Extensionality

A spread from Bradley Trevor Greive's book, The Simple Truth About Love.

A spread from Bradley Trevor Greive’s book, The Simple Truth About Love.

Had I placed “love” in the title, I’m sure more would have bothered to read this. 🙂

I have nothing against the word ‘love’ or  the often highly regarded day: Valentine’s Day or as others would sarcastically refer to as Singles Awareness Day. I love “love”. I’m in love with love and everything that comes with it. But over the years, this day has become so overrated and superficial. It reached a point where love has been reduced to an exhibit of one’s financial capabilities: a huge bouquet of flowers, a basket laden with chocolates and stuffed toy, jewelries or a very expensive dinner that could easily feed a family of five.

While material expression of love has its merits, your grasp for the reality of your capacity should not be overpowered by your desire to brag unnecessarily. Spending for something beyond your means to impress or show your utmost adoration for your partner that you end up in debt after is just ridiculous.

Love is more than that. It’s almost hard to define but I do know that love makes you stare into space with that faraway look and stupid smile on your lips. Love may just as well be sitting quietly with that someone and yet feels like you’re having the best conversation ever. And now that I think about it, love is wanting to be better, or if possible, be the best version of you without coercion whatsoever.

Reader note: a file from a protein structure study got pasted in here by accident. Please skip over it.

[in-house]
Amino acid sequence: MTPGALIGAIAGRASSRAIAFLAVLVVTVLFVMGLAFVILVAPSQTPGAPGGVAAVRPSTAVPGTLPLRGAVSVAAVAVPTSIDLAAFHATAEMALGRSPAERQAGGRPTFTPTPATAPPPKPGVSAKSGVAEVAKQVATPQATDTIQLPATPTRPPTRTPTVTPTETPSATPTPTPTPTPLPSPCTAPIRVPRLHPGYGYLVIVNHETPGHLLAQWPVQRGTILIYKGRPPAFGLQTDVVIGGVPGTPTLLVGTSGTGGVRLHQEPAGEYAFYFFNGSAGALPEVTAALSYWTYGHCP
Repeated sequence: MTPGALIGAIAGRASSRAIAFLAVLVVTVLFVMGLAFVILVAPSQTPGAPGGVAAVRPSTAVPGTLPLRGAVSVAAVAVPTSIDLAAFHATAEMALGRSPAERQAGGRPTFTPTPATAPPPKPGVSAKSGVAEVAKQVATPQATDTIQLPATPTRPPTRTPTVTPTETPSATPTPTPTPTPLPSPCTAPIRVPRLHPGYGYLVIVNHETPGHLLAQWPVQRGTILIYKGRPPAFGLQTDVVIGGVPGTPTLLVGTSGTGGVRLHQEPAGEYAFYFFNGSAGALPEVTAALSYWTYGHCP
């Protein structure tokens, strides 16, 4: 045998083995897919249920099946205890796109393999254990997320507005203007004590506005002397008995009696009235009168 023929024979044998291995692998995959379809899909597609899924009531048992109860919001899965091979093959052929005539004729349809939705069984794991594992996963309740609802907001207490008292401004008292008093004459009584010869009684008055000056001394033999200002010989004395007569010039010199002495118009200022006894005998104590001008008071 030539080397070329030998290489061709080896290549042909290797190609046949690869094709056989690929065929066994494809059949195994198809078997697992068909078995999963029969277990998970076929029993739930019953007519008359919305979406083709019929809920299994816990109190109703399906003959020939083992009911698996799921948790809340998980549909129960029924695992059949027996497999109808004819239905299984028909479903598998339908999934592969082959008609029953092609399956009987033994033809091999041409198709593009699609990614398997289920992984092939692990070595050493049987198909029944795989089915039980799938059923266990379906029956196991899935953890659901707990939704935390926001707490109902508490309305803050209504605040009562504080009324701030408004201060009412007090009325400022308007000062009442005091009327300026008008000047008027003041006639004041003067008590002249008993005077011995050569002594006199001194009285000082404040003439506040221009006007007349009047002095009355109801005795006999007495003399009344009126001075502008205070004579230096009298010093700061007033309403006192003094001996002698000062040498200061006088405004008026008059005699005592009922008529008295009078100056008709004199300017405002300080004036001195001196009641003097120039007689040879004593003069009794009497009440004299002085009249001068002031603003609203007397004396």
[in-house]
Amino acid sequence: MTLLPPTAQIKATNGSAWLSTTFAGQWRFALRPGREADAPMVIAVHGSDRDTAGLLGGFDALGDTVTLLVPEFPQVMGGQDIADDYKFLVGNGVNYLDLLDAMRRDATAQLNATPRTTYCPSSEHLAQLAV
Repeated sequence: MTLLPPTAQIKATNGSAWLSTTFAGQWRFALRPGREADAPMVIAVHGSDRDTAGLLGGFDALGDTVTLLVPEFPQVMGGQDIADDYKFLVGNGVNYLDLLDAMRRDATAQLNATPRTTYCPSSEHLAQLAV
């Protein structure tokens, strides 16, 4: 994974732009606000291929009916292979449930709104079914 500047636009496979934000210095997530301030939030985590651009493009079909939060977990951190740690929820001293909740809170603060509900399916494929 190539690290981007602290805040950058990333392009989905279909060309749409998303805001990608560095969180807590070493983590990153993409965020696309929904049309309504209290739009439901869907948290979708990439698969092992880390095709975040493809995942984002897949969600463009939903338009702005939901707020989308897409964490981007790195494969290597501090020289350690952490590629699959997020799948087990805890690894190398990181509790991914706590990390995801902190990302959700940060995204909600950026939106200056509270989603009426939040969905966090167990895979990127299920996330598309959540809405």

Extensionality is a new word I learned today; thanks to my brother who shared a link on Jacque Fresco. Extensionality in essence is the ability to extend another person’s mind or life or possibilities. Wouldn’t that be nice? To have or be that person to another who will make you realize your possibilities and let you understand the world a little better? I thought, that IS love.

Love has been overly romanticized in movies and fairy tales; like love is some sort of magic that makes everything all rosy and shiny. It sets an expectation so high about what love should be that eventually sets us up for a  glaring disappointment in our relationships.

Love is never steady. It fluctuates. Like you love yourself sometimes, other times you don’t. You’re lovestruck with your partner one time, another time, you’re just ok. And sometimes you just hate them for the littlest mistake they made that on any other day wouldn’t have bothered you at all. But it doesn’t mean you love them any less. It’s just the way it is. Therein lies the wonder of experiencing these fluctuations in love and life, for that matter; it makes us appreciate those moments of sheer happiness because we have experienced those moments of sheer desolation. For how can we know the difference if we have not experienced the other? 🙂

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